Players Who Will Have the Biggest Impact on 2013-14 NHL Playoff Races
About a quarter of the NHL season remains, and for all but a handful of teams, the playoff dream is still alive.
The top three in each division automatically qualify for the postseason, and each conference gets two wild-card spots for those with the highest point totals regardless of division.
For each of the competitors battling it out for the 16 spots, it will take a team effort to edge opponents. It will also take some great individual performances.
Who is likely to shine down the stretch?
Click ahead to see our candidates for clutch goaltending, timely offense and gritty leadership for those teams that need it most to separate themselves from the pack.
Johan Franzen (Detroit Red Wings)
The Mule is back, and the timing couldn't be better.
Red Wings captain Henrik Zetterberg is essentially out for the remainder of the regular season after back surgery, Pavel Datsyuk has a bum knee and Stephen Weiss has yet to return from sports hernia surgery—not that he was performing up to expectations with two goals and four points in 26 games before the surgery.
The Wings need someone to step up into a starring role here. Daniel Alfredsson is a candidate after a strong showing for Team Sweden in Sochi, where he scored two goals and contributed four points in six games to help claim the silver medal. But it's fellow Swede Johan Franzen who has put together a pair of impressive performances after sitting out the Olympics with concussion symptoms.
Since rejoining the Red Wings this week, Franzen—dubbed the Mule by his peers for a tireless work ethic and strength—has been dominant. He scored three goals in a 6-1 thrashing of the Senators in Ottawa just one night after earning a pair of assists in a 2-1 overtime victory over the Canadiens in Montreal in his first game since Jan. 26 and second contest since first suffering the concussion on Dec. 15.
More Mule equals more opportunity for the Wings to crack the top eight in the East.
Claude Giroux (Philadelphia Flyers)
It was a golf incident that kept Claude Giroux away from Team Canada's camp in August, but it was his play in the early part of the season that led to his omission when the team was named in January.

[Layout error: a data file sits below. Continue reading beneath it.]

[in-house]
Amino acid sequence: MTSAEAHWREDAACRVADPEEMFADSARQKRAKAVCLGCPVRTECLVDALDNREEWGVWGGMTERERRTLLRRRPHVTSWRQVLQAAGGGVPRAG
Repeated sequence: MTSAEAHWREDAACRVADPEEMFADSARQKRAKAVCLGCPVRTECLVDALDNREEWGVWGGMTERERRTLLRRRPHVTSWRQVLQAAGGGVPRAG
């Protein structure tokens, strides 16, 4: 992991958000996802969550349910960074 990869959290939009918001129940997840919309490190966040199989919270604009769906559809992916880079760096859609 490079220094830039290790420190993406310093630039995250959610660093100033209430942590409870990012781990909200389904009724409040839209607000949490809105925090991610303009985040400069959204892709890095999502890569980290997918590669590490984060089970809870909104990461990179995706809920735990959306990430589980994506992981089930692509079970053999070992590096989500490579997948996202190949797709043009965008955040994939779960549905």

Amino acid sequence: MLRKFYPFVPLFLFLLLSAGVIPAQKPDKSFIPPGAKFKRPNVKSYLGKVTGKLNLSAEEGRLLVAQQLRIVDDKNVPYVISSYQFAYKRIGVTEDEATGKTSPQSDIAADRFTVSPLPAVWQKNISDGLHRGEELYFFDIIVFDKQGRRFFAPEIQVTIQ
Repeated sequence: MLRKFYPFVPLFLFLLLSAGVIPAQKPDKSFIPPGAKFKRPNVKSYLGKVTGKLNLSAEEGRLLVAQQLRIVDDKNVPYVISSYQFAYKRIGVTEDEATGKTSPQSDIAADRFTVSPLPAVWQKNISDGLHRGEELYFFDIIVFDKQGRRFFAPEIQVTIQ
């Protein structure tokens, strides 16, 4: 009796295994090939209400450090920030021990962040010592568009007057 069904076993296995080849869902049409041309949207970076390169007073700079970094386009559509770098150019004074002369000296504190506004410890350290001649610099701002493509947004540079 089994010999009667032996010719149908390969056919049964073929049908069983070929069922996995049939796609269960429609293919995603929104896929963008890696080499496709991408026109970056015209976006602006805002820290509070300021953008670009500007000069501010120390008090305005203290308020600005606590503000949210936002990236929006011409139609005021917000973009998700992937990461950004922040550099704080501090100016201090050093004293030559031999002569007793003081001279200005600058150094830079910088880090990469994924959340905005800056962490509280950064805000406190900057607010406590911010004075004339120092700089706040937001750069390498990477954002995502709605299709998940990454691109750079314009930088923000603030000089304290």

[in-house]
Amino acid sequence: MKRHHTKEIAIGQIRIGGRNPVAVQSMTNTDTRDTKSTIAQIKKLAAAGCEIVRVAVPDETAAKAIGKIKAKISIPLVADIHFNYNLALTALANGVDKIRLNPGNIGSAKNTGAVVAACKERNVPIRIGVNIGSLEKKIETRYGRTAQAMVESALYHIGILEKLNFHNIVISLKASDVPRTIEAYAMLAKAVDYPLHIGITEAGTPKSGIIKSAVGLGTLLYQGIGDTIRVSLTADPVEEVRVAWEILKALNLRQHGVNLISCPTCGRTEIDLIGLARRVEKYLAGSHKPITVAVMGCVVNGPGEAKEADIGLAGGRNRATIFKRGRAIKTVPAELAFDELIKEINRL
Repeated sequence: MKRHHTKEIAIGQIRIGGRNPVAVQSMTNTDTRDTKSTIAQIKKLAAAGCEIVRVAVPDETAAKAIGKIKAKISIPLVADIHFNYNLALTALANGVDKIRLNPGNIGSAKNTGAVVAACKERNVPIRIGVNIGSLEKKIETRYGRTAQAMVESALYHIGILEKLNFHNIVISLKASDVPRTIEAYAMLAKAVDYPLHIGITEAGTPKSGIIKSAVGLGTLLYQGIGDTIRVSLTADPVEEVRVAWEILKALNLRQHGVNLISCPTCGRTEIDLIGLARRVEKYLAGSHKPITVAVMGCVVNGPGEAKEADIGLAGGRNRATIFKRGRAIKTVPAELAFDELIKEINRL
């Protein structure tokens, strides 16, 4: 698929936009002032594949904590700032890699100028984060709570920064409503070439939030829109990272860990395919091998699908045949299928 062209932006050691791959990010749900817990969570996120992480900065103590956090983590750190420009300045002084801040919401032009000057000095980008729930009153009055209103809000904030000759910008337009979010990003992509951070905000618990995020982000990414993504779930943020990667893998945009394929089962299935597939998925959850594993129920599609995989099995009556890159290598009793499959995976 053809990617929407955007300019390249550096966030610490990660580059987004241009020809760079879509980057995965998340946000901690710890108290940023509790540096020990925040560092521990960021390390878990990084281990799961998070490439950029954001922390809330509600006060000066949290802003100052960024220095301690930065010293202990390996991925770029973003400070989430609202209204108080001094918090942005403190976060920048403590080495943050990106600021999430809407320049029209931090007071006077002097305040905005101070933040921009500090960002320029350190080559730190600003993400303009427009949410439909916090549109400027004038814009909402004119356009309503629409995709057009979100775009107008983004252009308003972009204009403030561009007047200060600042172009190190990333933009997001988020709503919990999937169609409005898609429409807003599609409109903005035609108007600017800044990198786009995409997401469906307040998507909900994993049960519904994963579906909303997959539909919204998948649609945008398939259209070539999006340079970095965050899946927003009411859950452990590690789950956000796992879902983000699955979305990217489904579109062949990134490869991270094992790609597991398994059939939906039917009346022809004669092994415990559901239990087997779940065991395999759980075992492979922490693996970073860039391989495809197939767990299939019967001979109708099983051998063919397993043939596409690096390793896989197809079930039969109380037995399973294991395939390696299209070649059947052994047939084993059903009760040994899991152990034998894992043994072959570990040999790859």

His slow start to the year—which may have been impacted by that swing of a shattered golf club that led to finger surgery—was a thing of the past by the time Martin St. Louis was picked as a replacement for Steven Stamkos in February.
But if that last snub was an insult, it should also be considered a blessing. The rest Giroux got for the stretch drive is meaningful, because the shifty 26-year-old will have to play like the elite forward he proved he could be during an incredible 93-point season in 2011-12.
He's been doing a pretty good job of that the last couple of months. A five-game pointless drought kicked off his regular season, and Giroux scored just once in his first 18 games before a six-game point streak in November seemed to turn his season around.
Since Dec. 4, he has 13 multipoint games and has netted 15 goals and 39 points in his past 33 contests.
Special teams make a huge difference in earning critical points, and although the Flyers power play is in the top half of the league at a success rate 19.2 of percent, there is room for improvement—and the captain is the key to the Flyers' man advantage.
Sergei Bobrovsky (Columbus Blue Jackets)
When the calendar flipped to March a year ago, Sergei Bobrovsky went into Vezina mode.
The Columbus Blue Jackets goaltender was incredible over the last couple of months of the lockout-shortened 2012-13 NHL season and was rewarded with the Vezina Trophy as the league's best netminder. His 18 wins and three overtime/shootout defeats were offset by just a handful of losses in regulation down the stretch.
The bigger payoff of a playoff berth wasn't part of that package, though, as the Jackets fell just shy in the Western Conference thanks to a tiebreaker—games won in regulation or overtime—with the Minnesota Wild.